The beginning of a week off work - hurrah! Had a lazy start to the day, but enjoyed scribbling away with "The Gifting" and actually managed to get 2000 words out. Have added a twist to Ralph's character, which I rather like - with a bit of luck and if the literary wind is in the right direction, I might even be able to make something of it. Who knows?
Also, wrote a proposal outlining the possibility of turning my blog into a book, which The Friday Project (http://www.thefridayproject.co.uk) have asked to see. Got that off in the post today, together with an example of my writing - sent them "Pink Champagne and Apple Juice", so if nothing else it might make 'em laugh. My first non-fiction (or is it?...) proposal. Another bridge crawled across. Have also sent the first few chapters of "Maloney's Law" to Snow Books (http://www.snowbooks.com) who apparently want thrillers this year. Well, it's certainly a thriller, so at least they can't reject it for not fitting the request. They'll probably find another reason though - ah well.
But at least no-one can say I haven't been busy today. Had a quick flit round Godalming this afternoon and restocked my dwindling book supply. Also bought some poetry, as I'm running seriously low on that front and the stuff I currently have I don't even like anyway. Give me decent poetry - somebody - please!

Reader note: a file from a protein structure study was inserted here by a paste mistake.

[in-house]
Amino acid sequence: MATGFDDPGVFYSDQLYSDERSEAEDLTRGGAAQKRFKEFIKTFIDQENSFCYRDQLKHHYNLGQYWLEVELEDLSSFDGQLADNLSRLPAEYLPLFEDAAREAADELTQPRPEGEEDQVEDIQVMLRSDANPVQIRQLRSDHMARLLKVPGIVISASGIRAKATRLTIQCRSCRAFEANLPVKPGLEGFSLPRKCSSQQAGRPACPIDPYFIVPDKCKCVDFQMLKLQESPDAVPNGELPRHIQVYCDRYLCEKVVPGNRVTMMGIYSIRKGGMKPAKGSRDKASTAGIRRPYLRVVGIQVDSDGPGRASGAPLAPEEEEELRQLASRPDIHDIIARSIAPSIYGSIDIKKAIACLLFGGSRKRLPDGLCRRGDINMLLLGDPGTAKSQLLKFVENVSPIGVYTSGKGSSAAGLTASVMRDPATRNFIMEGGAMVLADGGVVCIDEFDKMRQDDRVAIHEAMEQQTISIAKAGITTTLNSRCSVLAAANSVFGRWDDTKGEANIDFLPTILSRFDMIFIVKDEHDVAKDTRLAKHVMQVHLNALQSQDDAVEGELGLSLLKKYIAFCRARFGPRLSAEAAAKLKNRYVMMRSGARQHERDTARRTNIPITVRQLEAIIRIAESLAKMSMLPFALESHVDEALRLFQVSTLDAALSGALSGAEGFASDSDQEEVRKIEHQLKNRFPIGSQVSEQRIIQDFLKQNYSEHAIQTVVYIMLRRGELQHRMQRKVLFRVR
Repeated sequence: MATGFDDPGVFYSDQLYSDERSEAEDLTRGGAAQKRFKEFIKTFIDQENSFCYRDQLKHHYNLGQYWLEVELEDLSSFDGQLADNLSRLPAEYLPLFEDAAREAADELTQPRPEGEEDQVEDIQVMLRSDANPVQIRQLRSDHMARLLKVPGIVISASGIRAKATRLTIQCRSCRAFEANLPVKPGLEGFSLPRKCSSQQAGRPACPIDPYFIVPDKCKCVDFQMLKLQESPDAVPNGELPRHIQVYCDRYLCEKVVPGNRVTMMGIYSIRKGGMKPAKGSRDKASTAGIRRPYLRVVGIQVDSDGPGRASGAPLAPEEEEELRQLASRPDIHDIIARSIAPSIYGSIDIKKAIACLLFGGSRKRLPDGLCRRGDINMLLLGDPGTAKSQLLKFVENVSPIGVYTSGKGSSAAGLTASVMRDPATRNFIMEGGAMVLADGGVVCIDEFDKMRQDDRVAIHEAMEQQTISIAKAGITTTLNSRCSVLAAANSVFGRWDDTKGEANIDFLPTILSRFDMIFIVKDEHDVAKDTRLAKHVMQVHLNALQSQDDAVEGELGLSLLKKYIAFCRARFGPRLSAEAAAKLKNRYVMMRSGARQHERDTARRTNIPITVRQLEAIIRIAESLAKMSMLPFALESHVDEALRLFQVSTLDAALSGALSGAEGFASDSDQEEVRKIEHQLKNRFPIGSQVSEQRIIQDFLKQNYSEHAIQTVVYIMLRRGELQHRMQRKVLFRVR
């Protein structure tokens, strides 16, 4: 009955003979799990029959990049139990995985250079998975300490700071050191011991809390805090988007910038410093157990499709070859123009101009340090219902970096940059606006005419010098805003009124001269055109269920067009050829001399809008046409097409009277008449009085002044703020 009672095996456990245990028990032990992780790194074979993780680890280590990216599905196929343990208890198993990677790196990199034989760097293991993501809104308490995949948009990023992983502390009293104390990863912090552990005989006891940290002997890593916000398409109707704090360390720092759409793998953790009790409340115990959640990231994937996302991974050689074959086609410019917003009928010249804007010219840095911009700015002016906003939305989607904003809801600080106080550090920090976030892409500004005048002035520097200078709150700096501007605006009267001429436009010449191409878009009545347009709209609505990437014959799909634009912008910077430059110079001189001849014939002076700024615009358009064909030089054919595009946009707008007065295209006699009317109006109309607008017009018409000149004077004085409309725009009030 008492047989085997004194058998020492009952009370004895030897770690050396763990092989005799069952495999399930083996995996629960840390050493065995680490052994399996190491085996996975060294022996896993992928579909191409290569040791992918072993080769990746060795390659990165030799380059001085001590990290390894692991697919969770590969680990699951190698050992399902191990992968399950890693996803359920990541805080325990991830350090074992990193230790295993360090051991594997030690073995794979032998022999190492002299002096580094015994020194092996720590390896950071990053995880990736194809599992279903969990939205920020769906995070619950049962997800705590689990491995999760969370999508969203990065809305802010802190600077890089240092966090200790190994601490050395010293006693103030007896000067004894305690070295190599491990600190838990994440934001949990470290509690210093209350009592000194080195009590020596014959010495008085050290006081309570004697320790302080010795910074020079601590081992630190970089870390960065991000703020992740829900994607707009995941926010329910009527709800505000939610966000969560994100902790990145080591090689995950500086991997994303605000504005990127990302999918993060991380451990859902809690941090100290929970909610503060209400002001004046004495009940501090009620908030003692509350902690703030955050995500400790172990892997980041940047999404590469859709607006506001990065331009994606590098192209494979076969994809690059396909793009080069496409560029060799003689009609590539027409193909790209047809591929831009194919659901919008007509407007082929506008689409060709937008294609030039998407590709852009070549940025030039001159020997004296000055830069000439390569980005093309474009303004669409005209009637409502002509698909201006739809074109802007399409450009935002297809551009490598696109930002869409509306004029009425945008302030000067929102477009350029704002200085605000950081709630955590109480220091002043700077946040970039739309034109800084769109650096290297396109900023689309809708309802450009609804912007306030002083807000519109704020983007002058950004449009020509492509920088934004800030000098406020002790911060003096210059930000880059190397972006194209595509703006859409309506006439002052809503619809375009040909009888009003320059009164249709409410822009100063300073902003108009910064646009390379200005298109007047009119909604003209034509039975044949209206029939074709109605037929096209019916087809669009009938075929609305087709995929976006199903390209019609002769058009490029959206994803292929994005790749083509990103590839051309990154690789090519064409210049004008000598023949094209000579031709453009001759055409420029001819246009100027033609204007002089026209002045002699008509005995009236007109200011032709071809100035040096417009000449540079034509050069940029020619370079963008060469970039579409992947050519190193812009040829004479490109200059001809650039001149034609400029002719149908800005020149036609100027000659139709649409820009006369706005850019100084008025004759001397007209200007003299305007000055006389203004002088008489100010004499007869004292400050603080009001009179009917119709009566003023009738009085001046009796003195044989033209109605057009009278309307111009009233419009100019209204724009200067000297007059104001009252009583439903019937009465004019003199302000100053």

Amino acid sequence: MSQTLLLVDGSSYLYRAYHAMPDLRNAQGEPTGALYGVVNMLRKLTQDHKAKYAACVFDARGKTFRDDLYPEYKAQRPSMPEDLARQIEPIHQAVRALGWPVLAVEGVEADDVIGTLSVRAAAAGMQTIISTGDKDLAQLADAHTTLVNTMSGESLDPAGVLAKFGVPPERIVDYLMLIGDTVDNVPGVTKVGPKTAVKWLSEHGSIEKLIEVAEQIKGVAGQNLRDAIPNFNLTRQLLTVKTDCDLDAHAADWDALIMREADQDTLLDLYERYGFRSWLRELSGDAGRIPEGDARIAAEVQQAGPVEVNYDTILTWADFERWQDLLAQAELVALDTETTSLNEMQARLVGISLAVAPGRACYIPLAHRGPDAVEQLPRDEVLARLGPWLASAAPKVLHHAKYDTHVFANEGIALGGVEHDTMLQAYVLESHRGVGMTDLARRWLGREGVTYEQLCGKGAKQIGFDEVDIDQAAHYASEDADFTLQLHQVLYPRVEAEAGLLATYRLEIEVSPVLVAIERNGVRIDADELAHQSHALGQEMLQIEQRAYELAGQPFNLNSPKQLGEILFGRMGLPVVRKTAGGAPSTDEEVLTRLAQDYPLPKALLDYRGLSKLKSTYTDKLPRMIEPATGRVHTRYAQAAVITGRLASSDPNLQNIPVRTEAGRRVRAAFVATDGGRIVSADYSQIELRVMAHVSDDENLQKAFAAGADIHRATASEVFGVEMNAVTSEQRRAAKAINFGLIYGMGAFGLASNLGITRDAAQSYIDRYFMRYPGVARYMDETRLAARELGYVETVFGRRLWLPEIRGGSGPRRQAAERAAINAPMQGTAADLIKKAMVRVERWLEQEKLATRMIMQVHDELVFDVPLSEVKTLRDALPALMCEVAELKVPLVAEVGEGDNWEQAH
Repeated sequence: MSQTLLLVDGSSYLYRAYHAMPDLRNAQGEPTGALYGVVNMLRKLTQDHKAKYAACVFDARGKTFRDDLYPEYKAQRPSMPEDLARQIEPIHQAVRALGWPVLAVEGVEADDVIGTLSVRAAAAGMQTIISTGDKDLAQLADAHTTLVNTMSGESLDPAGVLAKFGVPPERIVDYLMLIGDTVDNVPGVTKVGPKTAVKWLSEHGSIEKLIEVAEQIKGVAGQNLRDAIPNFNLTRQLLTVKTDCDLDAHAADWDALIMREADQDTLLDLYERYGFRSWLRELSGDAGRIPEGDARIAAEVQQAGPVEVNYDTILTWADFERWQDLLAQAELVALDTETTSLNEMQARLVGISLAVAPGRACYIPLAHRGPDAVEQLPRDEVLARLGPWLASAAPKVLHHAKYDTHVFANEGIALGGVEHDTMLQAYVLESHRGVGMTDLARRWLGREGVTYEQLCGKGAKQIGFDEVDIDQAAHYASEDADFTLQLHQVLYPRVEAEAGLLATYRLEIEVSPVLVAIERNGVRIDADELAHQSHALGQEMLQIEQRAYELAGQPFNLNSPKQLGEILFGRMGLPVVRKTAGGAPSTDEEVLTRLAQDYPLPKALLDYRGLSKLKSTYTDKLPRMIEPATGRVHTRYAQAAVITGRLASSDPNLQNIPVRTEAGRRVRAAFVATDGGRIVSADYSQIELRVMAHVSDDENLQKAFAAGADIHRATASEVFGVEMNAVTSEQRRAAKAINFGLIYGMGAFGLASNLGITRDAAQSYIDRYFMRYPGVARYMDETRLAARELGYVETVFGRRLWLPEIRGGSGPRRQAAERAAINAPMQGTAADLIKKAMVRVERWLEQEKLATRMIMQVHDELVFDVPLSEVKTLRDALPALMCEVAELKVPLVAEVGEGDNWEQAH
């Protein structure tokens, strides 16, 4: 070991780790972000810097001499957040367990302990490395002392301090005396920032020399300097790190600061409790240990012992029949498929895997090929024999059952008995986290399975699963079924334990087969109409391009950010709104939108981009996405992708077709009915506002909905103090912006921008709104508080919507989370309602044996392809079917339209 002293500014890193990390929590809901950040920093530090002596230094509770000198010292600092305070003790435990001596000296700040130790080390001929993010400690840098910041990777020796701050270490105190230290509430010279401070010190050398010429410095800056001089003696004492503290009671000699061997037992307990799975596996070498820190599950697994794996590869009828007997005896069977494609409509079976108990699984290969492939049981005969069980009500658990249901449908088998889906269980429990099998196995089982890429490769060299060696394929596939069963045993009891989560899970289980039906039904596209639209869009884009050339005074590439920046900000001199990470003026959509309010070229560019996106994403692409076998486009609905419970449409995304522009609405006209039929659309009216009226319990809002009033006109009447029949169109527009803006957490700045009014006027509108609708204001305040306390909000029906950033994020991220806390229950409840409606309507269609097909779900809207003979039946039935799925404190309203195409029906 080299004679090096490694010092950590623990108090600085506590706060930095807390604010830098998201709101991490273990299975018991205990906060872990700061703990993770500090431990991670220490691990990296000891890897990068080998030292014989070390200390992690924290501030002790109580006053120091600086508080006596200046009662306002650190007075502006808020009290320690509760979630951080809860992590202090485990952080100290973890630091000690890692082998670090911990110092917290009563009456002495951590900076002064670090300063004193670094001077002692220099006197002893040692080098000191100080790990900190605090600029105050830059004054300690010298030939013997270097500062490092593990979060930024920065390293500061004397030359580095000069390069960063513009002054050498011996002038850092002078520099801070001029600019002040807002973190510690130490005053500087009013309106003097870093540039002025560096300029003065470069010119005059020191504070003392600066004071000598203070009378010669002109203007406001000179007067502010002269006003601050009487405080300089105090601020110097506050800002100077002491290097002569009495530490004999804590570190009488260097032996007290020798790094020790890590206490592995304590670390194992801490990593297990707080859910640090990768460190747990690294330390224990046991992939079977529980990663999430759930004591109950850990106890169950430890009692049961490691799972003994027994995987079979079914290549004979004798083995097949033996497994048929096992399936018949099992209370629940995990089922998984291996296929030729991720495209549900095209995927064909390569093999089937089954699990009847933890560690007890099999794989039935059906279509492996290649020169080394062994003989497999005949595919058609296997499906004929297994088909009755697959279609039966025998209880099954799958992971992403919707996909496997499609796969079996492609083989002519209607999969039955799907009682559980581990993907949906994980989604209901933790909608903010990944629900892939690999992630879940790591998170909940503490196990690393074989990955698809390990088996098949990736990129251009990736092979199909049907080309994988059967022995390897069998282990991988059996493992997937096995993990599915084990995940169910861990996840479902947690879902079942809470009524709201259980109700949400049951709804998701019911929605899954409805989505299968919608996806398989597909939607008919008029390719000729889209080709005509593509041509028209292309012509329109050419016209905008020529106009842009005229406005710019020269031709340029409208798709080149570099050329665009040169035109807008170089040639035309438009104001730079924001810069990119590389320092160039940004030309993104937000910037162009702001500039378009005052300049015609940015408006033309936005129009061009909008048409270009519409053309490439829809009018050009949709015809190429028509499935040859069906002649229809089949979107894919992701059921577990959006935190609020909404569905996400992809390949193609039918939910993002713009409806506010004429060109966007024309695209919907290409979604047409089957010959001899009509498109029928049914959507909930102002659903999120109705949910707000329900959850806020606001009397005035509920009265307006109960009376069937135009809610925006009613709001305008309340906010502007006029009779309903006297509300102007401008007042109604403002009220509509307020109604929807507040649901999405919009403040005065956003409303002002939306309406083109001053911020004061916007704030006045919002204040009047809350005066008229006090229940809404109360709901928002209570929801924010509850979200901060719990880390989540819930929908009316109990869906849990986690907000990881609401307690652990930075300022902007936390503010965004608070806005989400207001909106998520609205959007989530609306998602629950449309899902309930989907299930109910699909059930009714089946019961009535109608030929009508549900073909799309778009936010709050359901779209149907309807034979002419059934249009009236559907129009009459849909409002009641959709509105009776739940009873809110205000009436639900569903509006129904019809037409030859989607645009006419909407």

BBC Southern Counties Radio (http://www.bbc.co.uk/southerncounties/) have emailed to say my "Life" piece will be broadcast sometime over the next few weeks. It could even be tomorrow or next week - hurrah! However, as there's a list of twenty of us, it's all rather vague (if delightful), and I'm too much of a wimp to email back and ask: hey, so when exactly is mine being broadcast? It just sounds way too selfish, even for me. Hey ho.
Have just finished Sue Monk Kidd's "The Secret Life of Bees." Loved the first chapter or so, but the rest of it is rather a drag, I have to say. Apparently it started life as a short story, which publishers got hold of and then wanted more. Hell, they ruined it. It would have made an utterly fantastic and classy short, but is simply a dull novel. Which just goes to show that, no matter what the financial and career incentives, writers should stick to their guns and go with their instincts concerning exactly what something is. Trust me, you know. A lesson for us all - let's hope I'll remember it, should my distant and rapidly diminishing boat ever come in.